As for direct costs, suppose A’s draw is $125,000 and suppose each of the two associates has a salary of $80,000 plus benefits. Benefits generally come to about 20 percent of the salary. They work for the partner only half time, so together their direct costs for that partner are $96,000.

Along with that, the paralegal’s salary is $50,000 plus 20 percent benefits, or $60,000. And the secretary’s salary is $30,000 plus 20 percent benefits, or $36,000.

All total, the partner’s direct costs are $317,000. Subtract that from the $500,000 gross revenues, and the partner’s gross profit is $183,000. That has to be enough to cover the overhead.

To get the profit margin, divide the gross profit ($183,000) by the gross revenue ($500,000). Partner A’s profit margin is 36.6 percent.

“If the firm figures each partner’s overhead at 25 percent, that partner is bringing in an 11.6 percent profit to the firm,” says Denney.

Step 4: Check in with your top clients

Finally, Denney recommends you look at the clients. If they’re going to stay with the firm, they have to have a good level of satisfaction.

To get a picture of just how satisfied they are, interview the top clients, probably about 10 in all, Denney recommends. “Those are the ones who bring in the most revenues and also the ones who provide the most referrals.”

Survey these clients with two purposes in mind: One is to make sure they are satisfied with the firm’s services; the other is to look for opportunities for more business.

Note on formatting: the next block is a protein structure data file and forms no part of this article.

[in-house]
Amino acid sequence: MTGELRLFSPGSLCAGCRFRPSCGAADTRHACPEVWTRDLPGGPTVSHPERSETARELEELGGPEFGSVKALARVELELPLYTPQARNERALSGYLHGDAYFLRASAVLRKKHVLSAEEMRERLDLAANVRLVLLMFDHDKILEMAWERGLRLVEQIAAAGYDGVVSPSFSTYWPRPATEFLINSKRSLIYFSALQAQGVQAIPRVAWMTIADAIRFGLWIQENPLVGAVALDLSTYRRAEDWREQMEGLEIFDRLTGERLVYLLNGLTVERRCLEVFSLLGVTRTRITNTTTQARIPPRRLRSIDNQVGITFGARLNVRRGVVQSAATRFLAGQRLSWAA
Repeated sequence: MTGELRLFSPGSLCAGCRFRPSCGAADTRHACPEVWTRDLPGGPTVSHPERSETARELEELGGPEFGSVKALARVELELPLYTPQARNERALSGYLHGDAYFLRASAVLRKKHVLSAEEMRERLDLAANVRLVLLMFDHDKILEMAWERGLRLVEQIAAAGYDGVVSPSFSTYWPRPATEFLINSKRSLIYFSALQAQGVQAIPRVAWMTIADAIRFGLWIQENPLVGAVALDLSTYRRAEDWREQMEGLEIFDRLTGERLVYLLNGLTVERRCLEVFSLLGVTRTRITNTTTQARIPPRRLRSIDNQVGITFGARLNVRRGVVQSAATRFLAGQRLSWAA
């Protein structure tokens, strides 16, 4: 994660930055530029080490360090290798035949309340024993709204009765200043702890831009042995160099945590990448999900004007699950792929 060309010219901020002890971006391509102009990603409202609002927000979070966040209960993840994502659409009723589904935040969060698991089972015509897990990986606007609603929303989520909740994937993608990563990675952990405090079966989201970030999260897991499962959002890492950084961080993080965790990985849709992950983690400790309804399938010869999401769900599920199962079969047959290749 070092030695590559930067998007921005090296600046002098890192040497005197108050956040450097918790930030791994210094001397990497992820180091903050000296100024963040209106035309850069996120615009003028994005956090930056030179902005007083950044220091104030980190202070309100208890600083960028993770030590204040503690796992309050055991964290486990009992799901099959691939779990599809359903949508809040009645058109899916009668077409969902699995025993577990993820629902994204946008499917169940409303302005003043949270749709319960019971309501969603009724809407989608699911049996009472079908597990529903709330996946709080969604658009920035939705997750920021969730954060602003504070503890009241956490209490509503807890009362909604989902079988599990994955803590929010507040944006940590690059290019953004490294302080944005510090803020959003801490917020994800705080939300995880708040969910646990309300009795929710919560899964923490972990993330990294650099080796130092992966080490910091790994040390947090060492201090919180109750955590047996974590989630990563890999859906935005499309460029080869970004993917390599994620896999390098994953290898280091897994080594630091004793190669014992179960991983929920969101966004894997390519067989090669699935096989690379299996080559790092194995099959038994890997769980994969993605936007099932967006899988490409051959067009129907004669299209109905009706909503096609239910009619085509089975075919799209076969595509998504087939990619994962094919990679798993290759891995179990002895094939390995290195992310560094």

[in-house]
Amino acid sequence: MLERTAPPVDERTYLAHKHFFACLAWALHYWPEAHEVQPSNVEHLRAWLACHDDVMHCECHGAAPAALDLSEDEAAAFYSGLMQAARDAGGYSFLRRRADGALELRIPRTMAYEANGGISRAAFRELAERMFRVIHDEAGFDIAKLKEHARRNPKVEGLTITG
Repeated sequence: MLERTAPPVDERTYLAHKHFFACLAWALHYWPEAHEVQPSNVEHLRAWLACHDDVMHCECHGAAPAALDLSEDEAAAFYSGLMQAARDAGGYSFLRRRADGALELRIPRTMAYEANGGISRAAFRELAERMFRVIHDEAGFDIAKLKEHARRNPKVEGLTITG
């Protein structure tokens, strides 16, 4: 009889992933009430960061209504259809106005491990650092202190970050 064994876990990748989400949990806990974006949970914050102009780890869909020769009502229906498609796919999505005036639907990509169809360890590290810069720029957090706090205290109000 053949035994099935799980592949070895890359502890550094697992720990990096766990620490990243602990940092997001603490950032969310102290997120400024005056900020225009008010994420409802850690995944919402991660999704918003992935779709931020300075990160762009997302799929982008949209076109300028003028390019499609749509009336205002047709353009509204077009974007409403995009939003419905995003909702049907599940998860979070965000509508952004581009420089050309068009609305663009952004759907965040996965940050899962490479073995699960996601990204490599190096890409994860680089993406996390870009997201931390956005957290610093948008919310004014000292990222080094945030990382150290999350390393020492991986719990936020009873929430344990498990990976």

On the firm side, the interviewer needs to be someone other than the billing attorney. On the client side, if the client is a business, speak with the highest ranking person available in the company.

Start off by explaining that the firm is looking for candid feedback on the service the client is getting and also wants to learn more about the client’s business plans and operations. Emphasize that the client is not being charged for the meeting.

Denny recommends that the survey covers four areas:

  1. The firm and its services:
  • Are any of our services not being performed satisfactorily?
  • Is your work being completed in a timely fashion?
  • Do we keep you sufficiently informed on the status of matters?
  • Can our communication be improved? If so, how? How can we improve our services?
  1. The fees and billing:
  • Are the billing arrangements satisfactory for you?
  • Do we give you good information on ways to reduce the legal expenses?
  • Can we help you budget for these expenses?
  1. Overall satisfaction:
  • Have you ever felt that we let you down?
  • What’s your opinion of the attorneys you’ve been in contact with throughout the matter? The staff?
  1. The client’s business: (At this point, look for new business from the client.)
  • How is your business going?
  • What successes or developments are you seeing?
  • Are there any problems you’re having now or see on the horizon?
  • Are there any new trends or developments in your industry? If so, what effect will they have on your business and on your legal needs?
  • What publications can we read or what seminars, conferences, or meetings can we attend to learn more about your industry?
  • Are you aware of the other services we provide? Would you refer others to our firm?
  • What are your goals and objectives for the business?

If the client plans to buy out a competitor, the revenues are going to increase and so are the legal needs. Knowing that, the firm can offer its services now and be first in line to get the business.


When you complete each of these four steps, a clear picture of the firm’s strengths, weaknesses, threats, and opportunities will emerge, allowing you to set applicable goals for a successful new year.